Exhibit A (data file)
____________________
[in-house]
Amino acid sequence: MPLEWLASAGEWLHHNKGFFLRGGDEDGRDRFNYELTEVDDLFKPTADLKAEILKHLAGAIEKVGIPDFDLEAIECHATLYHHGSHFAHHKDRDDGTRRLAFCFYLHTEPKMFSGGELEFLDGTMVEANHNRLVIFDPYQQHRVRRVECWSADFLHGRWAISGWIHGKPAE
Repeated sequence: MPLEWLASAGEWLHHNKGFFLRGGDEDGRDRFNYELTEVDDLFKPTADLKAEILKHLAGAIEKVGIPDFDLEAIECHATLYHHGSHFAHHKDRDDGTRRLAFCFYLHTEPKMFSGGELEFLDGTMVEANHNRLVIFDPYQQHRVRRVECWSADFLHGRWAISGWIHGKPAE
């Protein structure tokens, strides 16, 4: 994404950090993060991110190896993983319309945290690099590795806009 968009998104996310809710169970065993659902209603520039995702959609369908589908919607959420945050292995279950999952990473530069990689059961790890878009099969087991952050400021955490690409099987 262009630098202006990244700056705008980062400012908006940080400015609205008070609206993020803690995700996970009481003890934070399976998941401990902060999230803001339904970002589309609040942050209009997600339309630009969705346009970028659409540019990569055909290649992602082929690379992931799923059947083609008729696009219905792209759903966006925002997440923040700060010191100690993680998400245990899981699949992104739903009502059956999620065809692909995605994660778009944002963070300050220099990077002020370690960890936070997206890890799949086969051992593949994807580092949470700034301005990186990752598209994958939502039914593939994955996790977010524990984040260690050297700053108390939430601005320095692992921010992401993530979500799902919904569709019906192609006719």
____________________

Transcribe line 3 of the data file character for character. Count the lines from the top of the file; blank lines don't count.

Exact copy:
Repeated sequence: MPLEWLASAGEWLHHNKGFFLRGGDEDGRDRFNYELTEVDDLFKPTADLKAEILKHLAGAIEKVGIPDFDLEAIECHATLYHHGSHFAHHKDRDDGTRRLAFCFYLHTEPKMFSGGELEFLDGTMVEANHNRLVIFDPYQQHRVRRVECWSADFLHGRWAISGWIHGKPAE